As experienced gardeners, we all know that if there’s bare soil, a plant will take its place, usually an opportunistic plant with more aggressive or invasive attributes. In the past, professional landscapers have filled these areas with very attractive bark mulches to allow space for plants to grow and fill in the area as well as providing all the benefits of mulches. (i.e., decreased competition from weeds, retaining soil moisture, preventing erosion etc.). Some landscape designers and architects are looking at landscapes in a new way that considers the need for biodiversity that includes native plants species.
Thomas Rainer, a leader in the New Perennial Movement, according to The New York Times, spoke recently at the Landscape Designer Conference at the Landscape Ontario Congress in Toronto. In his landscapes, his objective is to create outdoor spaces that are beautiful, bio-diverse and low-maintenance. He calls this a Designed Plant Community. Part of this is achieved by using plants as mulch and considering the sociability of plants. To identify plant sociability, Rainer rates plants on a scale of one to five; one, being the least aggressive, (i.e., staying in place), to five being the most aggressive. Here are some examples:
Ranier’s team at Phyto Studio, arranges plants in three distinct layers which can also include a fourth, temporary layer.
First Layer: The first layer is used for Structural Plants. These plants are the backbone of the planting. They include large plants such as trees, dominant shrubs, and even tall perennials or grasses. The emphasis in this layer is about the plant form – often a distinct shape or silhouette. Generally they are also longer lived but may only become more dominant in the landscape after several years of growth, providing year-round structure. This group would include less than 15 per cent of the plant choices in the landscape. Some of Rainer’s examples include:
- Switch Grass ‘Northwind’ Panicum virgatum
- Swamp Milkweed Asclepias incarnata
- Blazing Star Liatris spicata
Second Layer: This layer is used for Seasonal Theme Plants. These plants will dominate the landscape for a particular period of the growing season. It might be because of seasonal flowering or a bold texture. Even after blooms fade, they continue to add to the landscape and don’t disappear or fade into the background. These plants are used in larger concentration – encompassing 25-40 per cent of the plants and act as companions to the structural plants above. In a woodland garden this might include the Autumn Fern, Dryopteris erythrosora ‘Brilliance’ (see photo). Plants should be of medium “longevity and vigour.” They play more of a role as filler plants to spill over and around the structural layer. Some examples include:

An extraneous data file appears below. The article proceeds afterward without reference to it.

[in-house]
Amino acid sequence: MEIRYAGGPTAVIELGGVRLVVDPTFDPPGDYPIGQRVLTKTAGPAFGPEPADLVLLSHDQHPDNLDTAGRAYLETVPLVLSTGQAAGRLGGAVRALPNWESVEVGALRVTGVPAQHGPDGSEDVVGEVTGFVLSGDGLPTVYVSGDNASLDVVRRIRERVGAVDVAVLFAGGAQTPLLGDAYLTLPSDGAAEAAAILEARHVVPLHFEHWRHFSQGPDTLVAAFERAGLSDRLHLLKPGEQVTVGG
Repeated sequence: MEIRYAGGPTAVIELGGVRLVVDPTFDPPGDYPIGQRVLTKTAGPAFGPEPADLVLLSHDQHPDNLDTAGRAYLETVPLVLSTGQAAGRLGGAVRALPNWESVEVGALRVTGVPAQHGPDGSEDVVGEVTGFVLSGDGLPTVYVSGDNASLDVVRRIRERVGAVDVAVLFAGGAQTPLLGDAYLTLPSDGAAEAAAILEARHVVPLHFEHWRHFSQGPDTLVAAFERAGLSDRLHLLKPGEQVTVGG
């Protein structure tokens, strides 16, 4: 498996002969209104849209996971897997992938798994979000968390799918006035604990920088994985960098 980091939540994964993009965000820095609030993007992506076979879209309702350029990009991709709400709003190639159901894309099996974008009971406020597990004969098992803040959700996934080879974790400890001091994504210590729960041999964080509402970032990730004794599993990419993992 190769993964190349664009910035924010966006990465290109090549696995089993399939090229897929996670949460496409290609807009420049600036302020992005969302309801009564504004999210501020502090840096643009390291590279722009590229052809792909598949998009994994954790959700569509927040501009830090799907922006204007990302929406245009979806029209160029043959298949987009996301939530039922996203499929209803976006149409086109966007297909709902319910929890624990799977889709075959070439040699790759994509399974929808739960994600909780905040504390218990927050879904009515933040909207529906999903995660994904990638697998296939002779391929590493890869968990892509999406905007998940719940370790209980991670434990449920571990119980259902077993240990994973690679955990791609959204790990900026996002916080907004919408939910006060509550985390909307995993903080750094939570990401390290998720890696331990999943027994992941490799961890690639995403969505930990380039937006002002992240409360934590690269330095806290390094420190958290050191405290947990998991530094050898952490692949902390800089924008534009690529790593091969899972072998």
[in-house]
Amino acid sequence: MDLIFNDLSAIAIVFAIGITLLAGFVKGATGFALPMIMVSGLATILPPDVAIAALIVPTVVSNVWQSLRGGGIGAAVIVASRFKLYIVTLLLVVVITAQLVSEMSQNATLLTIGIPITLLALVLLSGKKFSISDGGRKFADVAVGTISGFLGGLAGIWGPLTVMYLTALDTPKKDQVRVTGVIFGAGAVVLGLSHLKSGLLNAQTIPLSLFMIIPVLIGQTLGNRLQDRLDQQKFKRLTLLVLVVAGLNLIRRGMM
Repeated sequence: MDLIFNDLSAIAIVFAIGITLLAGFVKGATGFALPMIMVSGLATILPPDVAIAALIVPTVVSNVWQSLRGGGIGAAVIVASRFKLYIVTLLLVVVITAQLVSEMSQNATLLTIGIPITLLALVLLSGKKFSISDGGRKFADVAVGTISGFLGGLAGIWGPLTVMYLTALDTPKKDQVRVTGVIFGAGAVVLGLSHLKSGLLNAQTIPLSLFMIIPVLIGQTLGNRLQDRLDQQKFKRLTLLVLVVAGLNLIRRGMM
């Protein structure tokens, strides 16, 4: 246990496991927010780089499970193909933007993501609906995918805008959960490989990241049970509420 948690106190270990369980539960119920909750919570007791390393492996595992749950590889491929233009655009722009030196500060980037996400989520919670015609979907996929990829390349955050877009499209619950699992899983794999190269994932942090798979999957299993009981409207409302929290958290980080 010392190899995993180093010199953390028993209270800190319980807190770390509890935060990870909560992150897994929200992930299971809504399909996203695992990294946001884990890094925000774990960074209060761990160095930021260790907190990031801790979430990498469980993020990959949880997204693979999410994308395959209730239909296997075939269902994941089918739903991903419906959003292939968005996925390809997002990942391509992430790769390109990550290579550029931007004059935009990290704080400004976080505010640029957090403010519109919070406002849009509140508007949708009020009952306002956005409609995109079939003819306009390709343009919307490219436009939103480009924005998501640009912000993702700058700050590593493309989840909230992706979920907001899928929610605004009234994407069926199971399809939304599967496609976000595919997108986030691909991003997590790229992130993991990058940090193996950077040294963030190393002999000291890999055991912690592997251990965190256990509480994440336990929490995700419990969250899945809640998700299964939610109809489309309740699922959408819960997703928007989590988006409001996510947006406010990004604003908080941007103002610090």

- – Coreopsis ‘Red Satin’
- – Achillea ‘Strawberry Seduction’
- – Asters, Symphyotrichum oblongifolium ‘October Skies’
- – Bee Balm Monarda ‘Bradburiana‘
Third Layer: This layer includes Ground-Covering Plants. Thomas Rainer calls this layer the “essence of the community.” Its function is to fill in the gaps of the seasonal layer, but really this layer is what holds the plant community together. Plants in this group are usually more aggressive and have a spreading behavior. They grow close to the ground and may have a bloom in early spring. As the garden develops, they will fade into the background later as the season progresses, but still cover the soil. They can be selected for specific purposes such as storm-water management (i.e. pick semi-evergreen species with diverse root systems and plant with a very high concentration to absorb moisture); erosion control (i.e, choose evergreen or semi-evergreen with persistent foliage with self-seeding or aggressive root systems) or soil building (i.e, choose legume species) etc. Some examples of plants in this group include:
- – Sedges Carex spp.
- – Coral bells, Heuchera spp.
- – Ginger, Asarum canadense
- – Barren Strawberry, Waldsteinia fragarioides
Fourth Layer: This layer includes Filler Species that may be needed until the other layers become established. Eventually this layer will entirely disappear as other plants grow and fill in, although it may return if other species fail to thrive. Good plants in this layer are annuals, biennials and short- lived perennials. Examples include:
- – Cardinal Flower, Lobelia cardinalis in a rain garden
- – Foxtail Barley, Hordum jubatum
- – Columbine, Aquilegia canadensis
Finally, Thomas Rainer encouraged gardeners & landscape designers to embrace the stresses and soils of a particular site and resist amending to make it more fertile. He suggested that high fertility could result in decreased diversity. In his objective of low-
maintenance landscapes he also emphasized MANAGEMENT over MAINTENANCE.
I encourage you to explore these ideas further by reviewing any of the following, all of which are filled with incredible photos of Designed Plant Communities. They are a feast for the eyes and also wonderful habitat for a community of biodiversity.
- Book: Planting in a Post-Wild World, Thomas Rainer & Claudia West, Timber Press
- Instagram: @phytostudio
- Blog: Thomas Rainer’s Grounded Design – Web: Phytostudio.com
- Washington Post Article: Why Manicured Lawns Should Become a Thing of the Past
- Gardenista: Unconventional Wisdom – 8 Revolutionary Ideas for Your Garden from Thomas Ranier
- Better Homes & Gardening: Natural Gardening Slideshow
Member Halton Region Master Gardeners